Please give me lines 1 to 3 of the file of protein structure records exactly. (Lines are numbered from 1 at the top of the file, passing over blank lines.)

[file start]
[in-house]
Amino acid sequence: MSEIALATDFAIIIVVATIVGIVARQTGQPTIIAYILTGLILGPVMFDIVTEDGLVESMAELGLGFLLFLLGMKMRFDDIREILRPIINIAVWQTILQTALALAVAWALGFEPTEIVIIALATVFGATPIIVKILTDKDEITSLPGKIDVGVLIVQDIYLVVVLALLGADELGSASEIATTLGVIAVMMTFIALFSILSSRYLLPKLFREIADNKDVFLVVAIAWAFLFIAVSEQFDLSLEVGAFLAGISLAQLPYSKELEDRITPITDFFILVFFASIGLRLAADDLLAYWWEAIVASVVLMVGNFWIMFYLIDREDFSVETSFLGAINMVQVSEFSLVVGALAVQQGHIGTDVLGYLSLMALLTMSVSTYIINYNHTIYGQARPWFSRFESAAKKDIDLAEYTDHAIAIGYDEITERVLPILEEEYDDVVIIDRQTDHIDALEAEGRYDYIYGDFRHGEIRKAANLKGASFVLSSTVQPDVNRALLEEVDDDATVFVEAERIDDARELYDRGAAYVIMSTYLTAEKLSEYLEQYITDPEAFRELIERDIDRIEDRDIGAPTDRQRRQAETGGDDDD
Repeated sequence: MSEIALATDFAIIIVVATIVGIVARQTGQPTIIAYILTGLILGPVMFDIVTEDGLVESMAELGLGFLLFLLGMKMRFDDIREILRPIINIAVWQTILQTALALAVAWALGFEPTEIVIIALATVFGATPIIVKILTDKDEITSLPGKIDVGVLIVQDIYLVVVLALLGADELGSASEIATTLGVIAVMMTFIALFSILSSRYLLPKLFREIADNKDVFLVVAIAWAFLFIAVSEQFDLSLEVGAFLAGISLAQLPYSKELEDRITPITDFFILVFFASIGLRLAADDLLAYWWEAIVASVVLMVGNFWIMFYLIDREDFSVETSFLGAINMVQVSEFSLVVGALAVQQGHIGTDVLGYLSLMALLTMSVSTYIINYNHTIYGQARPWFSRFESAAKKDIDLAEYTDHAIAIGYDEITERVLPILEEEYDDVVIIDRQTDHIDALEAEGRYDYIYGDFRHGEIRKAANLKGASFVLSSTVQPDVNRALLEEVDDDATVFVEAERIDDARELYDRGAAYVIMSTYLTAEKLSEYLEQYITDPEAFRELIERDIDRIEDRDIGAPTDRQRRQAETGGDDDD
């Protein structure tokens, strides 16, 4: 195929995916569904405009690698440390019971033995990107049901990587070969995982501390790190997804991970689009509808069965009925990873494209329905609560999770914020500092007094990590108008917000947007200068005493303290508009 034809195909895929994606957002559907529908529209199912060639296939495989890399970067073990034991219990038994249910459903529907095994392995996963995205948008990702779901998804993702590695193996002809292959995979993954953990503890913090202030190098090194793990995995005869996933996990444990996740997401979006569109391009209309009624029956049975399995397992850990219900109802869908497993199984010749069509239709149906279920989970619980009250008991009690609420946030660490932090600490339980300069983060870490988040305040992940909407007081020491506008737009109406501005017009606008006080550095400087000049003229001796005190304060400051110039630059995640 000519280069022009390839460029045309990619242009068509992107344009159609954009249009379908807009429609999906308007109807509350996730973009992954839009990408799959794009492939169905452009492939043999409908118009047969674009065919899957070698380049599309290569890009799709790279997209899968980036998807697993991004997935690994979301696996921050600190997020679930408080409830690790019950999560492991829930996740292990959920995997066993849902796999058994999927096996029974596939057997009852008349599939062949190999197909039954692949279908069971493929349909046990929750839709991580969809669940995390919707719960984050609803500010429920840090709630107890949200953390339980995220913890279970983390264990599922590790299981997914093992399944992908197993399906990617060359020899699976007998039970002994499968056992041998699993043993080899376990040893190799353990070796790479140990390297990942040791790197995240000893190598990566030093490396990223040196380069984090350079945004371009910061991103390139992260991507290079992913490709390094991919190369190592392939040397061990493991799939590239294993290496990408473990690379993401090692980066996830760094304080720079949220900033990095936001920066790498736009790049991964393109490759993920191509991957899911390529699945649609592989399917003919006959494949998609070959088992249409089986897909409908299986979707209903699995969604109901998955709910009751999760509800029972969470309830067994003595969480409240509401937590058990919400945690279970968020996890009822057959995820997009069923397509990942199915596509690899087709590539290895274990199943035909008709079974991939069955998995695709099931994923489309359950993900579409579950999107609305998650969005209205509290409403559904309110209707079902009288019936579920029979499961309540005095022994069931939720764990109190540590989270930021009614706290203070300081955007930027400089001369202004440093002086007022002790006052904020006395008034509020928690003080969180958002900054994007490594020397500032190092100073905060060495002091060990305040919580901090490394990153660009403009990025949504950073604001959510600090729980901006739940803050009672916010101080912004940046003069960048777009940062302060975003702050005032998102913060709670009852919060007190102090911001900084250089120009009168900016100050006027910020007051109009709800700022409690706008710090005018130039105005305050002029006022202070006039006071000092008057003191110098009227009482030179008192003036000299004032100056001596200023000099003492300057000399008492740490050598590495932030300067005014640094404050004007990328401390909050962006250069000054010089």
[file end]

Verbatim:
[in-house]
Amino acid sequence: MSEIALATDFAIIIVVATIVGIVARQTGQPTIIAYILTGLILGPVMFDIVTEDGLVESMAELGLGFLLFLLGMKMRFDDIREILRPIINIAVWQTILQTALALAVAWALGFEPTEIVIIALATVFGATPIIVKILTDKDEITSLPGKIDVGVLIVQDIYLVVVLALLGADELGSASEIATTLGVIAVMMTFIALFSILSSRYLLPKLFREIADNKDVFLVVAIAWAFLFIAVSEQFDLSLEVGAFLAGISLAQLPYSKELEDRITPITDFFILVFFASIGLRLAADDLLAYWWEAIVASVVLMVGNFWIMFYLIDREDFSVETSFLGAINMVQVSEFSLVVGALAVQQGHIGTDVLGYLSLMALLTMSVSTYIINYNHTIYGQARPWFSRFESAAKKDIDLAEYTDHAIAIGYDEITERVLPILEEEYDDVVIIDRQTDHIDALEAEGRYDYIYGDFRHGEIRKAANLKGASFVLSSTVQPDVNRALLEEVDDDATVFVEAERIDDARELYDRGAAYVIMSTYLTAEKLSEYLEQYITDPEAFRELIERDIDRIEDRDIGAPTDRQRRQAETGGDDDD
Repeated sequence: MSEIALATDFAIIIVVATIVGIVARQTGQPTIIAYILTGLILGPVMFDIVTEDGLVESMAELGLGFLLFLLGMKMRFDDIREILRPIINIAVWQTILQTALALAVAWALGFEPTEIVIIALATVFGATPIIVKILTDKDEITSLPGKIDVGVLIVQDIYLVVVLALLGADELGSASEIATTLGVIAVMMTFIALFSILSSRYLLPKLFREIADNKDVFLVVAIAWAFLFIAVSEQFDLSLEVGAFLAGISLAQLPYSKELEDRITPITDFFILVFFASIGLRLAADDLLAYWWEAIVASVVLMVGNFWIMFYLIDREDFSVETSFLGAINMVQVSEFSLVVGALAVQQGHIGTDVLGYLSLMALLTMSVSTYIINYNHTIYGQARPWFSRFESAAKKDIDLAEYTDHAIAIGYDEITERVLPILEEEYDDVVIIDRQTDHIDALEAEGRYDYIYGDFRHGEIRKAANLKGASFVLSSTVQPDVNRALLEEVDDDATVFVEAERIDDARELYDRGAAYVIMSTYLTAEKLSEYLEQYITDPEAFRELIERDIDRIEDRDIGAPTDRQRRQAETGGDDDD